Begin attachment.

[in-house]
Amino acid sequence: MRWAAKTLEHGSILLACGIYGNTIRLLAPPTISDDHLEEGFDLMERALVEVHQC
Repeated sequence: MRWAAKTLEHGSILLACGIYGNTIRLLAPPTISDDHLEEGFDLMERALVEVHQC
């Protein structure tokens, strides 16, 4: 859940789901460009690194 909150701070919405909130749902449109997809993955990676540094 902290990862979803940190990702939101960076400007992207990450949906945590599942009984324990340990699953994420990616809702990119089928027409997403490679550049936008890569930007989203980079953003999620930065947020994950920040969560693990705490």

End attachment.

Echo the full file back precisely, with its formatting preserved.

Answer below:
[in-house]
Amino acid sequence: MRWAAKTLEHGSILLACGIYGNTIRLLAPPTISDDHLEEGFDLMERALVEVHQC
Repeated sequence: MRWAAKTLEHGSILLACGIYGNTIRLLAPPTISDDHLEEGFDLMERALVEVHQC
């Protein structure tokens, strides 16, 4: 859940789901460009690194 909150701070919405909130749902449109997809993955990676540094 902290990862979803940190990702939101960076400007992207990450949906945590599942009984324990340990699953994420990616809702990119089928027409997403490679550049936008890569930007989203980079953003999620930065947020994950920040969560693990705490």